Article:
The Federalist Papers (1787-1789)
Federalist Essay No.37 - No. 40
Readers of the U.S. Constitution should be conscious that the framers know it not to be faultless, and that no one expected a faultless plan.
The first difficulty faced by the convention was that they had no examples of confederacies to follow, only examples of failed confederacies that helped them figure out what not to do.
The biggest challenge was to balance the forces of an energetic government with a protection of civil liberties, to balance powers between the federal and state government and between the small and the large states. It is amazing that unanimity was arrived upon. This is either because the delegates were not torn apart by vastly different political factions, or that they all understood the importance of compromise for the preservation of the union.
With all the criticisms of the new document, there is no comparison between the Articles of Confederation and the U.S. Constitution. Since the old one was not supposed to be perfect, the same can hardly be expected of the new one. The worst mistake of the old one is that it all the federal power to a single branch of a federal government.
Critics argue that the powers of the old one will never threaten individual liberty, however, because the power of congress depends on the authority of the states to carry it out. Therefore the government is nothing but a lifeless mass, with the semblance of responsibility but no authority to carry it out.
Only a republican form of government is suitable for America, its founding principles and its fundamental belief in self-government. A republic can be defined as a government that derives its authority from the great body of the people, and is administered by people holding office through the selection of those people.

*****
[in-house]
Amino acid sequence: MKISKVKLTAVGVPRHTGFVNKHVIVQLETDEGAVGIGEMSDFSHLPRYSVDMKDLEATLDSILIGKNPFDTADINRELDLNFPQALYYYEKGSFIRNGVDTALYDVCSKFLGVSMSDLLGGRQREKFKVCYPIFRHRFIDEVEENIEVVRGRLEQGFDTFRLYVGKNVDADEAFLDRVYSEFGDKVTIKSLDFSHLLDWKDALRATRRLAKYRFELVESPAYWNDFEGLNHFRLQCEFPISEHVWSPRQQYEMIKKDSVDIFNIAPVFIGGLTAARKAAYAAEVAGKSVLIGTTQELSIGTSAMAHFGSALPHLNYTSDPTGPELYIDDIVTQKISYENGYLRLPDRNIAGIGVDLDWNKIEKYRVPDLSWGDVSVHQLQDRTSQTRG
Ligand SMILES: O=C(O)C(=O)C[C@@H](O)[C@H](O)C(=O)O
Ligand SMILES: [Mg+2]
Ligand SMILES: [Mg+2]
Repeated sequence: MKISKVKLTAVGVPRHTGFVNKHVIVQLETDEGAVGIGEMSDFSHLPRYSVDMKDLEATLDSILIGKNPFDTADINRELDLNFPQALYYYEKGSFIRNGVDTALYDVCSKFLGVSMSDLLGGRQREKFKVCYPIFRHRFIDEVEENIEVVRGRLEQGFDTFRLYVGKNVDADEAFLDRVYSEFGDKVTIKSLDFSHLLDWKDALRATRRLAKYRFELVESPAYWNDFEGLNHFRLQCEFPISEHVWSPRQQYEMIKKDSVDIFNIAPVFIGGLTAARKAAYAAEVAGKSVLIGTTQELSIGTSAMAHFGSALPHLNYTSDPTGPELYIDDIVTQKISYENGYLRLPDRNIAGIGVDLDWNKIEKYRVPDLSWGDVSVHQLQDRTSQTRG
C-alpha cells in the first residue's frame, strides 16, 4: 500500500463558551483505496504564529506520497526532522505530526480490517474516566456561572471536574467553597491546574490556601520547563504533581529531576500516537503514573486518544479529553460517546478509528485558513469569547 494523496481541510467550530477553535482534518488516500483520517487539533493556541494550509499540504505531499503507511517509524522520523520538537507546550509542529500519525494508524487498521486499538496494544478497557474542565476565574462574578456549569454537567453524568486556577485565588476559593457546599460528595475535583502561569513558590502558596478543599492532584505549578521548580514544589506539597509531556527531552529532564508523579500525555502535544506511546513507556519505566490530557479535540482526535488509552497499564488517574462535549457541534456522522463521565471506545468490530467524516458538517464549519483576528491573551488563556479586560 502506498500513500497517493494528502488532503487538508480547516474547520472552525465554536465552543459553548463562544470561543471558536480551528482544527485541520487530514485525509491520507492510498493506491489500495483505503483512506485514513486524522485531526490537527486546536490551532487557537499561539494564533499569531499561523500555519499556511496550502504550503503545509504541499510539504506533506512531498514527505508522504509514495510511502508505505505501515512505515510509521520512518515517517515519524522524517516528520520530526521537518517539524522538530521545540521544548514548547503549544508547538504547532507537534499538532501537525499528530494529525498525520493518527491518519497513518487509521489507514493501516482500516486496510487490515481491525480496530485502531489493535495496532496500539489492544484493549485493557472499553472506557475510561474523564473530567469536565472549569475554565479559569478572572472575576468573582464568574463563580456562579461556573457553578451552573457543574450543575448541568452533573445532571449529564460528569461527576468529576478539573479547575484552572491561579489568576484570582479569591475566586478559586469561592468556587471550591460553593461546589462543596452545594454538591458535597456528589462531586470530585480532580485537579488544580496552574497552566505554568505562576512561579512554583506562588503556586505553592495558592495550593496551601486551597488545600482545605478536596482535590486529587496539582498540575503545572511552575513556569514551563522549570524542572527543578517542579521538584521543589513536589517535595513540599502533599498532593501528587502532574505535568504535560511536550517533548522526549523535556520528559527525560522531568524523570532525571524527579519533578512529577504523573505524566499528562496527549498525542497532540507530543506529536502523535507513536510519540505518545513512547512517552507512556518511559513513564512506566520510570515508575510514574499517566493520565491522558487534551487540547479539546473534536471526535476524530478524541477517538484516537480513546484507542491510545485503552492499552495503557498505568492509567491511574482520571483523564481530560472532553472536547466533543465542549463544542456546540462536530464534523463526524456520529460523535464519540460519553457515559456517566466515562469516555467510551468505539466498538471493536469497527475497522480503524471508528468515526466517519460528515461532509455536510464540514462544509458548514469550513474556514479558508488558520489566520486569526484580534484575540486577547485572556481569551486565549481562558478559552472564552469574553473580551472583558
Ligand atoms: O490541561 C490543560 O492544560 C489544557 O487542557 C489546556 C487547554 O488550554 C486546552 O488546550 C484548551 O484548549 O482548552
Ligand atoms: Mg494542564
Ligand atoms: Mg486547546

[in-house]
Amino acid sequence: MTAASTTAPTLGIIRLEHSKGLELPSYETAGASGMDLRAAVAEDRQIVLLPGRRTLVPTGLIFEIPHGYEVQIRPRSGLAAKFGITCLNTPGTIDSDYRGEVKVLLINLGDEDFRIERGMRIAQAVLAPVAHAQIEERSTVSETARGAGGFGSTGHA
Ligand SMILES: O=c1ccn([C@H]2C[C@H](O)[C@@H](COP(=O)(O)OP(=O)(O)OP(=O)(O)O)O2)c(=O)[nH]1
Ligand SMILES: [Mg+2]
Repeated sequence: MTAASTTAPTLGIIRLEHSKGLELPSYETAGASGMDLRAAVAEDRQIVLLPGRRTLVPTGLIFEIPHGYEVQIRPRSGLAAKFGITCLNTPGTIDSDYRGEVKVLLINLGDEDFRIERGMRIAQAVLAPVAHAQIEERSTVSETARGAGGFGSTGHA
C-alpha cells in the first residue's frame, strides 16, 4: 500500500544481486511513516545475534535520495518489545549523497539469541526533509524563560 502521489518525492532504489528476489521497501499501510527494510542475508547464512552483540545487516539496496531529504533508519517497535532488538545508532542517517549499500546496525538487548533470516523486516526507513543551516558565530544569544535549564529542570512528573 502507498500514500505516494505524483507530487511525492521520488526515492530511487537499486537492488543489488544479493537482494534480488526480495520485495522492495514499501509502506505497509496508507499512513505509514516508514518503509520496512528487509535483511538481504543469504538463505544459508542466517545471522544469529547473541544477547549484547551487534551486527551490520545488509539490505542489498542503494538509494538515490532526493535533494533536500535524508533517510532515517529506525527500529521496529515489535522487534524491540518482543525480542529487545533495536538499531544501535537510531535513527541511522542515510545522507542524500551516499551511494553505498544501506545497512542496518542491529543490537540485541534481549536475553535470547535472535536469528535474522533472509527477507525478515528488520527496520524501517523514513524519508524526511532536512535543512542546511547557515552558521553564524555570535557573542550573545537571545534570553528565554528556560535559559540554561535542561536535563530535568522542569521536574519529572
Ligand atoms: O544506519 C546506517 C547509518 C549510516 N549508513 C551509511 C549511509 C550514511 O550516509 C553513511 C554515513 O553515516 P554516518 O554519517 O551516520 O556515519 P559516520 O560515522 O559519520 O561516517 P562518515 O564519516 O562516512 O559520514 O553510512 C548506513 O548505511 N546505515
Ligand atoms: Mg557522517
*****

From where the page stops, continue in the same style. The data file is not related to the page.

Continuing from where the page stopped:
The manner in which the office holders are selected is less important, as long as they are either directly or indirectly appointed by the great body of the society. All of the current state constitutions require some indirect appointments for the officials. However, unlike the state constitutions, the U.S. Constitution allows for impeachment of the President at any time during his term.
Critics argue that the framers of the new constitution should have preserved the federal form of government, and preserved a confederacy of independent states. Instead, they claim, the framers constructed a national government, a consolidation of the states.
The proposed plan of government describes a mixture of federal and national government. It is federal because the convention met through delegates from the states, because the ratification relies on approval of 9 states, because the Senate is made up of representatives by state, and because each act retains its own sovereignty in choosing to join the union. It is national because the House of Representatives is comprised of representatives of the people, and because the new government operates on individual citizens.
The election of the executive branch, and the amendment process is a combination of national and federal governments. The extent of the powers of the government reflects a federal government, because powers not specifically granted to the central government are retained by the state.
The Constitutional Convention was authorized to frame a new plan of government because the resolutions of both the Annapolis Convention and of the Confederation Congress authorized a convention to enact further alterations and provisions to make the Constitution adequate to the exigencies of the union, under the regulations of the Articles of Confederation and subject to the approval of the states and Congress.